Walking through Schloss Charlottenburg felt almost like stepping back in time. In my head, I could hear Bach’s Brandenburg Concertos and Vivaldi’s Four Seasons (neither had been composed when the Schloss was first erected) playing as Kings and Queens entertained their guests.
The rooms of the Schloss are beautifully and often sumptuously decorated, though much of the furniture was taken from the Stadtschloss after it was demolished in 1950.
Several of the rooms were decorated with elaborate wall hangings.
It was only by getting close to some that it was clear that they had been woven rather than painted.
Where the walls themselves weren’t the artwork, paintings of the former inhabitants and family members were often on display.
In one room, a dial connected to a weather vane on the roof of the Schloss indicated the wind direction.
The ceilings were also often elaborately decorated with frescos or carvings and from many hung beautiful chandeliers.
Throughout there was a clear Oriental influence in the choice of porcelain with blue and white china prevalent.
Nowhere was the Oriental influence more clear than in the Porcelain Cabinet (Porzellankabinett), a room with barely an inch free of ornamentation, either porcelain or gilding.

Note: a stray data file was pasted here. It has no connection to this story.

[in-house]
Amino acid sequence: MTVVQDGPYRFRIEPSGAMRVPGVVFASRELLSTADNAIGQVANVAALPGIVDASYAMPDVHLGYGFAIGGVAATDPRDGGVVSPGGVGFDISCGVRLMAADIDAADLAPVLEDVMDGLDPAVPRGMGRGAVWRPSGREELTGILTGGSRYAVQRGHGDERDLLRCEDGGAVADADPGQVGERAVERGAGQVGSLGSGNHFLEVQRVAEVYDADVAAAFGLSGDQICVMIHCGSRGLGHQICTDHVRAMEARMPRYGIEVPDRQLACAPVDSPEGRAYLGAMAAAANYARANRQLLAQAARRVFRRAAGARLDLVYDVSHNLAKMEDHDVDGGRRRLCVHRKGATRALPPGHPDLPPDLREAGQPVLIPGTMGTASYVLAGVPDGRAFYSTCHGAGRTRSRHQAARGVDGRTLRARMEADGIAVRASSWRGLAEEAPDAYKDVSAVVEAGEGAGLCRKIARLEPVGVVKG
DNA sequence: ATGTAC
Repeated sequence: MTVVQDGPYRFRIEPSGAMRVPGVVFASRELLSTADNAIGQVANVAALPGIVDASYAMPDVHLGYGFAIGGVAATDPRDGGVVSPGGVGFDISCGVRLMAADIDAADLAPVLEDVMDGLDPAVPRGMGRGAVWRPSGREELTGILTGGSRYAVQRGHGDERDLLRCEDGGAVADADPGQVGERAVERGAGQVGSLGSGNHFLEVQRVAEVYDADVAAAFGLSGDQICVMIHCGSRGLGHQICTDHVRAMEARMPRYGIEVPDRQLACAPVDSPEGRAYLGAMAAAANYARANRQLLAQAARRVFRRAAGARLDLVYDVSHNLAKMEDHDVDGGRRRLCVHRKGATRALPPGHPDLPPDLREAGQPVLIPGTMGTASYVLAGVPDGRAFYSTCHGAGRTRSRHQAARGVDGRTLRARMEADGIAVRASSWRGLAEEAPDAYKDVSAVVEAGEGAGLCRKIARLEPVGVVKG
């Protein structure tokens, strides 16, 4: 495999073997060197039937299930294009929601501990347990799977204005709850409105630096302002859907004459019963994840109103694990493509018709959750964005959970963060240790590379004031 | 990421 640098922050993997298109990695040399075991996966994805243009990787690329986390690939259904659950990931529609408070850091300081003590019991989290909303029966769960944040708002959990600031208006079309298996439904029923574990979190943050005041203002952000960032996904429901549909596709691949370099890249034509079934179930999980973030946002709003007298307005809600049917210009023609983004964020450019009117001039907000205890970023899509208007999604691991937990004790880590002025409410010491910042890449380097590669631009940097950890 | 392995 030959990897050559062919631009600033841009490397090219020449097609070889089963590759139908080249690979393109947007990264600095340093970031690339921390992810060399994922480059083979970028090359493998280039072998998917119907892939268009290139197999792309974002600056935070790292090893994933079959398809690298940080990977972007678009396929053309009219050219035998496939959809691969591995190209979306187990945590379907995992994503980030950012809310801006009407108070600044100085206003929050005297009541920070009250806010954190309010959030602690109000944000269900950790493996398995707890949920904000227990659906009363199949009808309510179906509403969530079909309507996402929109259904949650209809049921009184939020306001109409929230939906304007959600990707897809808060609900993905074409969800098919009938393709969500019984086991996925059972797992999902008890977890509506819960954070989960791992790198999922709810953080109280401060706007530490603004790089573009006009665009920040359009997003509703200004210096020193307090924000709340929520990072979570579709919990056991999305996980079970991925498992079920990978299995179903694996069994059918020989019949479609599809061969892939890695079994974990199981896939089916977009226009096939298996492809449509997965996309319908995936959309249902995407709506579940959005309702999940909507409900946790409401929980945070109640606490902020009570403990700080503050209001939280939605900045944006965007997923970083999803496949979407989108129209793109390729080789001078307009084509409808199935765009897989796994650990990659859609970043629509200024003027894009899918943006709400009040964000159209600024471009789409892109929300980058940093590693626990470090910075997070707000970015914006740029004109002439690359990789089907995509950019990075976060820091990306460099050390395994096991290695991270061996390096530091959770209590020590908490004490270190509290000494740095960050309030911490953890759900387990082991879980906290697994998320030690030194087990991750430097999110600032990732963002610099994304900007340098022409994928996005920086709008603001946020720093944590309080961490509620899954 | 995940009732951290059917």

Following on from the Porcelain Cabinet was the Palace Chapel (Schlosskapelle) and these for me were the two most impressive rooms in the building.
Unfortunately, Schloss Charlottenburg was severely damaged during the war and due to a lack of funds for the restoration the first floor has been more plainly decorated.
It does however contain a wealth of portraits, statues, silverware and other objects of note so should not be missed.
The €15 I spent on the entrance fee and photo permit for Schloss Charlottenburg is the best money I’ve spent in Berlin. I was impressed by the building’s exterior and the Palace Gardens and Grounds but I found the interior breathtakingly beautiful.